Fact Check: Three States Did NOT Pull CNN'S Broadcasting License -- As A Cable Network, CNN Is 'Non-Broadcasting'

Fact Check

  • by: Kaiyah Clarke

STORY UPDATED: check for updates below.

Fact Check: Three States Did NOT Pull CNN'S Broadcasting License -- As A Cable Network, CNN Is 'Non-Broadcasting' Non-Broadcast

Did Alabama, Louisiana and Mississippi "pull" CNN's "broadcasting license"? No, that's not true: The article making that claim is a carbon copy of a troll page's counterfeit story, with fake names for government officials purportedly quoted. The premise is impossible, as the Federal Communications Commission (FCC) defines Cable News Network (CNN) as non-broadcast, meaning CNN does not have a broadcast license that can be retracted.

The fake story originated on americaslastlineofdefense.com in August, 2020, reaappearing a year later as an article posted by Englishwire in November 2021 titled "Three States Pull CNN's Broadcasting License, 'They Fail to be Truthful'" (archived here), which opened:

CNN has a long history of spreading lies and half-truths. This isn't surprising, as they are owned by the Clinton Foundation. It seems their reign of misinformation may be starting to crumble, as today they are finally beginning to pay the price for their dishonesty as state governments are starting to take action.

Three states, all led by Republican governors, have decided to pull the plug on CNN within their borders. These great states are Mississippi, Alabama, and Louisiana, the unholy trinity of states that have the best quality of living and education in the nation, so they know what they are doing with this decision.

Users on social media saw this title, description and thumbnail:

CNN license Image.png

Unlike americaslastlineofdefense.com, which identifies itself as a trolling site that hopes to embarass conservatives by posting fake stories conservatives will re-post as fact, Englishwire describes itself as a conservative news site, which means the trolling worked.

A July 2, 2003, publication states that the FCC defines CNN as "non-broadcast programming," which means the FCC does not license this network. The FCC only provides licenses to local radio and television networks that operate over public airwaves.

The names of the government officials cited in the article are not real. Lynn Fitch is Mississippi's current attorney general -- not "Chad Benoit." There also is no Mississippi state senator named "Joe Barron" on the 2020-2023 Mississippi State Senate roll.

A Google search using keywords "Alabama, Louisiana and Mississippi Pull CNN's Broadcasting License" also displayed no results that substantiate this claim, nor has there been any news coverage in general or on media-specific news outlets on what would be a significant media story if it were true.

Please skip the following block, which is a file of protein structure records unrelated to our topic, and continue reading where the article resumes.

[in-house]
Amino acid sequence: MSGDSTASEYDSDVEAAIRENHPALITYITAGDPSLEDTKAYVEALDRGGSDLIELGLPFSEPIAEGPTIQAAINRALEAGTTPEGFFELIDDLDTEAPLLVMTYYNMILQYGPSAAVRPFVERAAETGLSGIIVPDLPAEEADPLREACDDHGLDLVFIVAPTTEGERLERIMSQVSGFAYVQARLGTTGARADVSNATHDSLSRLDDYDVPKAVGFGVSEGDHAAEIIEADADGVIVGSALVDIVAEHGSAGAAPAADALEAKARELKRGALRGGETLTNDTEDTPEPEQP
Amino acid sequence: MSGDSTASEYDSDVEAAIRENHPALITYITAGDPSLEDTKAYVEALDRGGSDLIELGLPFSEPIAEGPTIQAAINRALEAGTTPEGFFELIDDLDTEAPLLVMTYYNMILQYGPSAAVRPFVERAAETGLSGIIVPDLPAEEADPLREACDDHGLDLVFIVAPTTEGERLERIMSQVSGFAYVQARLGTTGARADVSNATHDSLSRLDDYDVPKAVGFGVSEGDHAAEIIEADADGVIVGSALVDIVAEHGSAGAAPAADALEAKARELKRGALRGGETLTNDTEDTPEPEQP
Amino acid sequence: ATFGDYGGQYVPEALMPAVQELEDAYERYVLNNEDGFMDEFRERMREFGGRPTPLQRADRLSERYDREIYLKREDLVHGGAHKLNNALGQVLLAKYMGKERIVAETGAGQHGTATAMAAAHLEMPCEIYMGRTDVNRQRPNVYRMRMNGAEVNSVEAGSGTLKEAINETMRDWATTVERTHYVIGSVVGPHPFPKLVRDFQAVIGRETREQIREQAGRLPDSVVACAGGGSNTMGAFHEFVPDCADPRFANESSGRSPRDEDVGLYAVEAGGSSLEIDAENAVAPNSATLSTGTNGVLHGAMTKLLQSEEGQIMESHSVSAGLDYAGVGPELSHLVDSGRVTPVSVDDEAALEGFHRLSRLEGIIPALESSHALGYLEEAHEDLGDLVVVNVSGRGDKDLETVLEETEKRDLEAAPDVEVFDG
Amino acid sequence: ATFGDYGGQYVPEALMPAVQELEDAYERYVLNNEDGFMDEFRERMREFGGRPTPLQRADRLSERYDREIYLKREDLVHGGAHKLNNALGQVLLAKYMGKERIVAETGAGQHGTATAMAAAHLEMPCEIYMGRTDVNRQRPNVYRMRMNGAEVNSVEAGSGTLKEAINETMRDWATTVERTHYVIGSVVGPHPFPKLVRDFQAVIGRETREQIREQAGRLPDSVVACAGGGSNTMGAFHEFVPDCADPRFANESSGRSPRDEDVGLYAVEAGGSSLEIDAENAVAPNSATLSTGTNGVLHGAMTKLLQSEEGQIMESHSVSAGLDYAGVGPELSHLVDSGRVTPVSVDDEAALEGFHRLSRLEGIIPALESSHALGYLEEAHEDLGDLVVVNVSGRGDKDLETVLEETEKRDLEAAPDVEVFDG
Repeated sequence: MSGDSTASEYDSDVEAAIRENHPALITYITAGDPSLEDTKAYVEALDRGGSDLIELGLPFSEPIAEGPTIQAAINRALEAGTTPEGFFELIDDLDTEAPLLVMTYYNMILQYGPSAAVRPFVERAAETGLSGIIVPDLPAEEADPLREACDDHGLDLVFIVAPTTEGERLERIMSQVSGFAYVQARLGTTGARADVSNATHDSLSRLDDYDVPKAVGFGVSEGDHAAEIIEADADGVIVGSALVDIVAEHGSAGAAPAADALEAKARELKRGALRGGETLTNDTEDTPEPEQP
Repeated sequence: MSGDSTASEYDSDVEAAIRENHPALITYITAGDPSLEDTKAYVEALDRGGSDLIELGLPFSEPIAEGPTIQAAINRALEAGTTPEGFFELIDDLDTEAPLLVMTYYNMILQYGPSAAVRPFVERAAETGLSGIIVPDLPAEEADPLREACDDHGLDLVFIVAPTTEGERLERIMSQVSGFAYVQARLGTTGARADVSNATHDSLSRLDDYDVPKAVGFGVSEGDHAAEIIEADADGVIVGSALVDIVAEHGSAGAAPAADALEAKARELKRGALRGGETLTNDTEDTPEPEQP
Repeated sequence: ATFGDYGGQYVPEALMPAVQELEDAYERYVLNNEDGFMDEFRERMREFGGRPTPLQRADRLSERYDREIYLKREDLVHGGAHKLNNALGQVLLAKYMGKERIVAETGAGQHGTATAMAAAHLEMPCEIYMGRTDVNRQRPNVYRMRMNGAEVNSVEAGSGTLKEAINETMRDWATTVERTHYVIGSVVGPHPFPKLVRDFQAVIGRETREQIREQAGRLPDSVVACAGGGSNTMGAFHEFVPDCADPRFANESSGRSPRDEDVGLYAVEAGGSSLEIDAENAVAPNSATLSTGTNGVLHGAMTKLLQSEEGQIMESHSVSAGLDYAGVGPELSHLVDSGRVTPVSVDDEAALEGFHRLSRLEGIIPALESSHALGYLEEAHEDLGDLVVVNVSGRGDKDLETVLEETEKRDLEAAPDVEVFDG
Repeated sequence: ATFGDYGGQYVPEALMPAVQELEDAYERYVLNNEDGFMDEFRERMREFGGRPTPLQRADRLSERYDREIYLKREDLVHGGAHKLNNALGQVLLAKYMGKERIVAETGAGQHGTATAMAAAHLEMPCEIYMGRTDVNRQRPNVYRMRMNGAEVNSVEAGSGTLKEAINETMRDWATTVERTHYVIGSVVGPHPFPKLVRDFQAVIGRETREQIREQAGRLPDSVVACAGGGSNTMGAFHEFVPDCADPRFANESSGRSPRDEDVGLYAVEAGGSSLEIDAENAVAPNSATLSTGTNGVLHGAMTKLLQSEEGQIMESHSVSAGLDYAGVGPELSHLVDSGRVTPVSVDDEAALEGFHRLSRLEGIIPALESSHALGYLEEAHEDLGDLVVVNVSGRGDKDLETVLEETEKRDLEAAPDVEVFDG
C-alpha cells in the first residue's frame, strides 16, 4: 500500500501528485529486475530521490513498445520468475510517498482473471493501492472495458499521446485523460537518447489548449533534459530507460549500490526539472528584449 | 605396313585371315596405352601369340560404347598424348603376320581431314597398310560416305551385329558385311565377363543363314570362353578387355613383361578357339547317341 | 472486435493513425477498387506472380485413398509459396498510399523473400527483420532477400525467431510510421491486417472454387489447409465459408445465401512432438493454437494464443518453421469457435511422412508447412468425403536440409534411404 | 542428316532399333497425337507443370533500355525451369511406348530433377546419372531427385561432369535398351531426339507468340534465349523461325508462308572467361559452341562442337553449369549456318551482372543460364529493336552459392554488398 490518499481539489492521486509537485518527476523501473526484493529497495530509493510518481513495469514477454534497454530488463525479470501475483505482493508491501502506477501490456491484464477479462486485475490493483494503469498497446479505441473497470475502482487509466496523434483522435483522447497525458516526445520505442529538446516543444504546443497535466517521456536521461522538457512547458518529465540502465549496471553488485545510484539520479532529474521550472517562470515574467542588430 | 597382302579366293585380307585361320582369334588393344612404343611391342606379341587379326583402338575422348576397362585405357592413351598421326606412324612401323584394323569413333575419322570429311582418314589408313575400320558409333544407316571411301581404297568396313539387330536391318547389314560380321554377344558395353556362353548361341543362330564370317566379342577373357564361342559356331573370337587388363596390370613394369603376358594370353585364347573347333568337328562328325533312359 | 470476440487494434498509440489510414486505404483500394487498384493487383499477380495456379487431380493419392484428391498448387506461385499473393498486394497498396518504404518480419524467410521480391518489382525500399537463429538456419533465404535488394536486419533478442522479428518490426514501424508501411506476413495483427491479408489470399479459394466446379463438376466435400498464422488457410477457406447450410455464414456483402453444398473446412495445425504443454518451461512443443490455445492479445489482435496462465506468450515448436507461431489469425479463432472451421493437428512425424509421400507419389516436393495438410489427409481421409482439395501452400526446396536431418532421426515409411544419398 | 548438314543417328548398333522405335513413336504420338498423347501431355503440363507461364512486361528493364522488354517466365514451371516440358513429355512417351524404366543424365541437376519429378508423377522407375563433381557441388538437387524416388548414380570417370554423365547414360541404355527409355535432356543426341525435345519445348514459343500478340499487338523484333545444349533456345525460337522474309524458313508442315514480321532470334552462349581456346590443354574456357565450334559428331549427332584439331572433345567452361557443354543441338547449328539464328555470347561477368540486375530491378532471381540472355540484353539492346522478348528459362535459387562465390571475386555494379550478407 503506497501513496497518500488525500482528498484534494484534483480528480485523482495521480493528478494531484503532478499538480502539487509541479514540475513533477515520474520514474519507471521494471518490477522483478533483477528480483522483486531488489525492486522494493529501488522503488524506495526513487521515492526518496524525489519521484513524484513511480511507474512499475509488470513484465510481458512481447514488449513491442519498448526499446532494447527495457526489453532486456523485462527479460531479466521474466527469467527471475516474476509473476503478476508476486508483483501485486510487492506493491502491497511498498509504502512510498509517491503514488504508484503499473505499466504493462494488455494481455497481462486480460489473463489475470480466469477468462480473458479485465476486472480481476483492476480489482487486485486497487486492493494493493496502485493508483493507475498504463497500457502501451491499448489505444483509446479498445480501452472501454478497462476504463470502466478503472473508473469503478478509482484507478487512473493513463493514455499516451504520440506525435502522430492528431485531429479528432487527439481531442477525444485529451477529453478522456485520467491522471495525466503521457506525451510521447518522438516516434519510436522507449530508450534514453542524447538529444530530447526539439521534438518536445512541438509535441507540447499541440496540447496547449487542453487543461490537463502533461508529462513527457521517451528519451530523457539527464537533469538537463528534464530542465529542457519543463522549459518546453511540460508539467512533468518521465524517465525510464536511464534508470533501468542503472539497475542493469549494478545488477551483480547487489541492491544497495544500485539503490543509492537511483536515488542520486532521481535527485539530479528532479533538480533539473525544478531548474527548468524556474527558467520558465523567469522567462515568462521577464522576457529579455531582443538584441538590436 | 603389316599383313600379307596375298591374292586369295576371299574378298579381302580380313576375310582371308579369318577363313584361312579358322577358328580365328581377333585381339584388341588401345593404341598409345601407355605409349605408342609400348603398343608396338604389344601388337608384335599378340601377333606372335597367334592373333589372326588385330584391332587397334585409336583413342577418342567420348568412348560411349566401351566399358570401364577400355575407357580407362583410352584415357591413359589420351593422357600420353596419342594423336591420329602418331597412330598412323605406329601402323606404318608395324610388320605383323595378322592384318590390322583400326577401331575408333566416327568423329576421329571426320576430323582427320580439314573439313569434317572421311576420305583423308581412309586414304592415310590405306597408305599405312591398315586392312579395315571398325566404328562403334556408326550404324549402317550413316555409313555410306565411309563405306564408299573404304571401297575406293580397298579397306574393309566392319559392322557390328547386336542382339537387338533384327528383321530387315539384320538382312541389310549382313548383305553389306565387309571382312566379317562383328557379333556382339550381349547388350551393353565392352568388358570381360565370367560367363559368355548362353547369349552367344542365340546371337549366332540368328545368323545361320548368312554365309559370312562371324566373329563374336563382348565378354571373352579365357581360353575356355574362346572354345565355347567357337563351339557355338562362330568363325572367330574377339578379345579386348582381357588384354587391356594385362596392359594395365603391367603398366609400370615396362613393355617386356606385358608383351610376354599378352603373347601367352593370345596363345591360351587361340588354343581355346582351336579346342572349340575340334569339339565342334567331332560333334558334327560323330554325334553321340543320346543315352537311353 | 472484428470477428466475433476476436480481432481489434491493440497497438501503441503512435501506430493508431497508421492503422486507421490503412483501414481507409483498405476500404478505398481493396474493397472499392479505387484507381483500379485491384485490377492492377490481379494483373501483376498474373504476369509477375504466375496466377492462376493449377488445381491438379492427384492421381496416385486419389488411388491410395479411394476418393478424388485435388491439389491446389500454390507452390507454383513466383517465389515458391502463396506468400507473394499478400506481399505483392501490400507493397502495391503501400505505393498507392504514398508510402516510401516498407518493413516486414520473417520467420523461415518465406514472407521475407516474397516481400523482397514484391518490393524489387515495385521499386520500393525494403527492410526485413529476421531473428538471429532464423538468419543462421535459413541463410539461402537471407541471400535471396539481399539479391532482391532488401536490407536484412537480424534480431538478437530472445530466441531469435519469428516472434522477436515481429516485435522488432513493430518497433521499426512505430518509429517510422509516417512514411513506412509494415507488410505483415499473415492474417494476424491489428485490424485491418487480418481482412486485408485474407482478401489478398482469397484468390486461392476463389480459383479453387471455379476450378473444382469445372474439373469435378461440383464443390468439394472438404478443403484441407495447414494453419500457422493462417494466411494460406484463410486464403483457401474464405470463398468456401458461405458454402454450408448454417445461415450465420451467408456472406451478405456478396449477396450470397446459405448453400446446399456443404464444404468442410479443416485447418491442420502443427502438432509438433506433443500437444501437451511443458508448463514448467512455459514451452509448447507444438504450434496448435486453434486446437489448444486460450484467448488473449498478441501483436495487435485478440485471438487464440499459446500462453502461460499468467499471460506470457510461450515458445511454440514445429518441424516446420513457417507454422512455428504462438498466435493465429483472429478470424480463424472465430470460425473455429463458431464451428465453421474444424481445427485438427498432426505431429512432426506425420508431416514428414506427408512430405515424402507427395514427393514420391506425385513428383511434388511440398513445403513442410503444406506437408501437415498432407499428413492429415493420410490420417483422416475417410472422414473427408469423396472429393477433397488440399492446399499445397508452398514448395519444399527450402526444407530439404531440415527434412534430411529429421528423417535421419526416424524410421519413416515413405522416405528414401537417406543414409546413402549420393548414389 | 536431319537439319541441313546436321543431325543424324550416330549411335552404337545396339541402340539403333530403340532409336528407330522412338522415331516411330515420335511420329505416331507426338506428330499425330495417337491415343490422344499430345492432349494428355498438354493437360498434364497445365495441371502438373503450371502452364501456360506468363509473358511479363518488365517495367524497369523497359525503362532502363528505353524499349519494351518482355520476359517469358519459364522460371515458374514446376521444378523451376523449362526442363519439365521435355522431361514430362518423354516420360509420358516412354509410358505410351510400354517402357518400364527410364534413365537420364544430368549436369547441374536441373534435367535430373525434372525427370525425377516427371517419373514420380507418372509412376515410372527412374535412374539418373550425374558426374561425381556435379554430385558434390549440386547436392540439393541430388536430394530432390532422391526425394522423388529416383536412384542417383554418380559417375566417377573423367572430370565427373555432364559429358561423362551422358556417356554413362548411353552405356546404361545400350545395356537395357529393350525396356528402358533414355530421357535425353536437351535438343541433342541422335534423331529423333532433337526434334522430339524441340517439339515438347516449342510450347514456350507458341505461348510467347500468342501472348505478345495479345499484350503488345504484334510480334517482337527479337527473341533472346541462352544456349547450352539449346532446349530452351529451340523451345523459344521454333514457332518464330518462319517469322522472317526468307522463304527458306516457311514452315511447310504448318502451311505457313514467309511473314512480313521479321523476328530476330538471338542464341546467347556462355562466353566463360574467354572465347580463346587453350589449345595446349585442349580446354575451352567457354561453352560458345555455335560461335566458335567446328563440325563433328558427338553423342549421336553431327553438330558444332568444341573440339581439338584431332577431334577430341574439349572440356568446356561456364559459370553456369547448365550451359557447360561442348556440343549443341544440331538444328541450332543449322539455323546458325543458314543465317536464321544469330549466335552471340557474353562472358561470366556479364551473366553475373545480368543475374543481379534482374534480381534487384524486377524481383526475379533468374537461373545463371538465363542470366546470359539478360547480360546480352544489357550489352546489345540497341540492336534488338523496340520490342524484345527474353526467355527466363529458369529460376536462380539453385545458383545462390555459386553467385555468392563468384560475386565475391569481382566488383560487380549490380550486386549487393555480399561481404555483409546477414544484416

America's Last Line of Defense articles come with a clear satire disclaimer at the bottom of each article:

sat·ire ~ˈsaˌtī(ə)r
the use of humor, irony, exaggeration, OR ridicule to expose and criticize people's stupidity or vices, particularly in the context of contemporary politics and other topical issues.
If you disagree with the definition of satire or have decided it is synonymous with "comedy," you should really just move along.

The owner and main writer of the site is self-professed liberal troll Christopher Blair, a man from Maine who has made it his full time job to troll gullible conservatives and Trump supporters into liking and sharing his articles. He runs several other websites, including wearethellod.com, bustatroll.org or bebest.website. Sometimes he is also known under his nickname "Busta Troll". A second man working on the sites is John Prager as revealed in this earlier story we wrote.

Articles from Blair's sites frequently get copied by "real" fake news sites who often omit the satire disclaimer and any other hints the stories are fake. Blair has tried to get these sites shut down in the past but new ones keep cropping up.

Blair and his operation were profiled by the Washington Post on November 17, 2018 by Eli Saslow:

'Nothing on this page is real': How lies become truth in online America

November 17 The only light in the house came from the glow of three computer monitors, and Christopher Blair, 46, sat down at a keyboard and started to type. His wife had left for work and his children were on their way to school, but waiting online was his other community, an unreality where nothing was exactly as it seemed.

If you are interested in learning more about Blair and the history of his sites, here is something to get you started:

The Ultimate Christopher Blair and America's Last Line of Defense Reading List | Lead Stories

STORY UPDATED: check for updates below. Yesterday Eli Saslow at the Washington Post wrote a fantastic article about Christopher Blair, a man from Maine who has been trolling conservatives and Trump supporters online for years and occasionally even made a living out of it.

If you see one of his stories on a site that does not contain a satire disclaimer, assume it is fake news. If you do see the satire disclaimer it is of course also fake news.


  • 2021-11-11T18:49:17Z 2021-11-11T18:49:17Z
    Updated to note the troll-site origin of the story about CNN.

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  Kaiyah Clarke

Kaiyah Clarke is a fact-checker at Lead Stories. She is a graduate of Florida A&M University with a B.S. in Broadcast Journalism and is currently pursuing an M.S. in Journalism. When she is not fact-checking or researching counter-narratives in society, she is often found reading a book on the New York Times Bestseller List.

Read more about or contact Kaiyah Clarke

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